After Derek Chauvin was pronounced guilty in the death of George Floyd yesterday, people around the country responded with mixed emotions.
In George Floyd Square in Minneapolis, crowds cheered as the verdict was announced. CBS Minnesota reports that around 300 people had gathered at the square, the sight of Floyd’s death last Memorial Day, and that by the evening, “the square was a scene of celebration, prayer, and community relief.”
“It means so much to me,” said Venisha Johnson, who was in attendance at the square. “I’ve been praying for George every day, every morning at 6 a.m. I’m just so happy. The way he was murdered was terrible, but thank you Jesus,” she told the news outlet.
Speaking to NPR, Billy Wilder, also in attendance at George Floyd Square, expressed joy and relief, but also apprehension, about the verdict. Calling the day, “a new day in America,” he added, “Everybody saw it. But still you’re sitting, thinking back to Rodney King days — everybody saw that, too — those cops got off.”
His mixed emotional response captures what many seem to be feeling. Although many are relieved that Chauvin has been held accountable in Floyd’s death, they’re also aware that justice isn’t always served when it comes to police misconduct against Black and Brown people.
“That was a moment I will never be able to relive; I will always have it inside of me,” Floyd’s brother, Philonese Floyd, told CNN about the moment he heard the verdict delivered. “Being able to know that it’s justice for African American people — just people of color, period — in this world. This is monumental, this is historic, this is a pivotal moment in history.”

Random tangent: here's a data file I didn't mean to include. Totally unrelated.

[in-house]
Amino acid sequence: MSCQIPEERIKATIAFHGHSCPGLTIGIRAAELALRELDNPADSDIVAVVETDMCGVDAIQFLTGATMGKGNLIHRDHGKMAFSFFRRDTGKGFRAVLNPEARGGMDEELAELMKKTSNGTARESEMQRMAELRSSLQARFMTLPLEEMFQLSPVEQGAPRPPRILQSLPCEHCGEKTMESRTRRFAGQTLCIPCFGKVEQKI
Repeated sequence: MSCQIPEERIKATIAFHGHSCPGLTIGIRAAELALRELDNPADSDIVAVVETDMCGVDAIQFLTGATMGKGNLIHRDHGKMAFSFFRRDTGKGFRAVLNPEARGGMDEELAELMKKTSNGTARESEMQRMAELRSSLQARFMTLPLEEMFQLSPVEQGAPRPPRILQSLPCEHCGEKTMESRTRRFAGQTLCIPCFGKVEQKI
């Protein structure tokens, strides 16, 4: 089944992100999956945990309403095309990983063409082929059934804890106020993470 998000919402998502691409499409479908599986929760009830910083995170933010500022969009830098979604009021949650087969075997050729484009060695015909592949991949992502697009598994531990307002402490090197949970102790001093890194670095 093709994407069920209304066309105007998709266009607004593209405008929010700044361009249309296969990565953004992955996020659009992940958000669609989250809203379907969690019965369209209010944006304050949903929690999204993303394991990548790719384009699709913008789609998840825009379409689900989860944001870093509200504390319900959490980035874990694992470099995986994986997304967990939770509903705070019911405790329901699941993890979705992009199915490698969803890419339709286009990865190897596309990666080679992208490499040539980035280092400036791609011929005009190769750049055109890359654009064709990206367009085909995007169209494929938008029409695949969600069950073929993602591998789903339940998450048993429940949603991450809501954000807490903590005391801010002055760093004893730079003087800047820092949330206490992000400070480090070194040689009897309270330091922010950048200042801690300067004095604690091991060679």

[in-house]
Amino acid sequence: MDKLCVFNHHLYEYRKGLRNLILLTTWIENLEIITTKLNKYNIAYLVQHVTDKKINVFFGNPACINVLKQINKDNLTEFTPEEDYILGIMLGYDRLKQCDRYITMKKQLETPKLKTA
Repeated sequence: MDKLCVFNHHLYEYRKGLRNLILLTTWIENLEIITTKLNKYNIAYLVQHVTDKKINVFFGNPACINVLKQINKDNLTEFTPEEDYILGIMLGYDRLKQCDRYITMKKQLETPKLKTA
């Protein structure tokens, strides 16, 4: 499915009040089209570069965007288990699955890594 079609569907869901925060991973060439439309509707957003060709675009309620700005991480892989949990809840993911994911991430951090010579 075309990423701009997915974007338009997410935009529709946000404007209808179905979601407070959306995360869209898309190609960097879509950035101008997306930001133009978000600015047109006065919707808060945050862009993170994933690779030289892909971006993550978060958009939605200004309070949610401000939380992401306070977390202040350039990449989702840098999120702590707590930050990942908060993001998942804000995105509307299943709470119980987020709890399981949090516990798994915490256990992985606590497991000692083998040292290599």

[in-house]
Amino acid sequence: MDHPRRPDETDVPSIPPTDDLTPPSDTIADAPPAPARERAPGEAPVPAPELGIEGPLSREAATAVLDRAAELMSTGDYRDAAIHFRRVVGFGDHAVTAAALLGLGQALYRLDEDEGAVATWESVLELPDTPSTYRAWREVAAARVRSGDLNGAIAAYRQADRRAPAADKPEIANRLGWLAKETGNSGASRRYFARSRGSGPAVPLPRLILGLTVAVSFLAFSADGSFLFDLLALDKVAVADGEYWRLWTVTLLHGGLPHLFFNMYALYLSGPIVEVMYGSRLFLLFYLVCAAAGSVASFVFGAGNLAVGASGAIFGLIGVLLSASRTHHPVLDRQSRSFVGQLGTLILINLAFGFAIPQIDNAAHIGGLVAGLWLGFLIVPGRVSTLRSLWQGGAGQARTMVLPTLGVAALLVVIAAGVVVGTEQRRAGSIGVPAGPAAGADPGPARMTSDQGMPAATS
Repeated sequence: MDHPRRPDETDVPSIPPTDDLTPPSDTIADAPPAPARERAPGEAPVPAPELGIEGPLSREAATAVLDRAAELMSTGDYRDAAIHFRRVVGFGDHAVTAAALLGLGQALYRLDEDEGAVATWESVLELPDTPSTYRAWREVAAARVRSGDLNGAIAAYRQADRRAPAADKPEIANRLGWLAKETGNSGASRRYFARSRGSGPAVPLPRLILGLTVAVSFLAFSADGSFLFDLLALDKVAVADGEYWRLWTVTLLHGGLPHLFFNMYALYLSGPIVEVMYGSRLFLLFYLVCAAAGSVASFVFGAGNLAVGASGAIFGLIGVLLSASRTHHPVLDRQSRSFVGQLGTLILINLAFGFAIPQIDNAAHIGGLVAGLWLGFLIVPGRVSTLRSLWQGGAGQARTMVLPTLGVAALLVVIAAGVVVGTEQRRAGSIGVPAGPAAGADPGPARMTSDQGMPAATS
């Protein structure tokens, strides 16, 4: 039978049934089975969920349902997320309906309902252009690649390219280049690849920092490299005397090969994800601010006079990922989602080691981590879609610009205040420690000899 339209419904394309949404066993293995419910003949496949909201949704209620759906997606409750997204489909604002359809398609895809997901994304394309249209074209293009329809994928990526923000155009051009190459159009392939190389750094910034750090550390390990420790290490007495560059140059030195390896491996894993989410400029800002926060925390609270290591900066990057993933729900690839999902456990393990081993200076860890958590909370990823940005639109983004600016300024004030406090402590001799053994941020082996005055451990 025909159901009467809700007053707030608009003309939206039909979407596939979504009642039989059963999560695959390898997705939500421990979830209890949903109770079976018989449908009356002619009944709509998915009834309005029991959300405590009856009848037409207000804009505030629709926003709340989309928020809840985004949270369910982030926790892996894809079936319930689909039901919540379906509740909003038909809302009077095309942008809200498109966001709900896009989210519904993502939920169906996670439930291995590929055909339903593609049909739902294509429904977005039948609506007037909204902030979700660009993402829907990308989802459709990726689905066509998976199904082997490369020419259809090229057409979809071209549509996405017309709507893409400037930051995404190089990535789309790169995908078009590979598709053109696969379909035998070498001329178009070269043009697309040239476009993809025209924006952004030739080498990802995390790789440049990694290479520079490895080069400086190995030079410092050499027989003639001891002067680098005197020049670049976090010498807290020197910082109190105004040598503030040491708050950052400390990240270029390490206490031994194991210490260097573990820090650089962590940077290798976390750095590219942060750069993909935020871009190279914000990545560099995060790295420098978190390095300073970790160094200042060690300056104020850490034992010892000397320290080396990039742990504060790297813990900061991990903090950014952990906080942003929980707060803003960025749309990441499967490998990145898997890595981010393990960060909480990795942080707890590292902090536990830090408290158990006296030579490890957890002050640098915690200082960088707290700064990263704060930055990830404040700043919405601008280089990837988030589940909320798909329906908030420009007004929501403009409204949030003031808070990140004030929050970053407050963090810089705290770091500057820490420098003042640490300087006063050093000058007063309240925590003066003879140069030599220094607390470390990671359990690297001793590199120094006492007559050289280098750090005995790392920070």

“And all I can think about is Emmett Till,” he added. “I think about Sandra Bland. I think about Eric Gardner. It’s so many people. We have new people being killed.”
In a statement to the country last night, President Biden referred to the verdict as “a step forward” but also that “such a verdict is also much too rare.” Citing the factors that had to come together to ensure the conviction, he said, “For so many, it feels like it took all of that for the judicial system to deliver a just — just basic accountability.”
Chauvin was taken into custody following the verdict, which found him guilty of second-degree murder, third-degree murder, and second-degree manslaughter in the death of George Floyd. The judge in the case said he expected Chauvin to be sentenced in around eight weeks. Following the verdict, Chauvin could face a maximum of 40 years in prison for second-degree murder.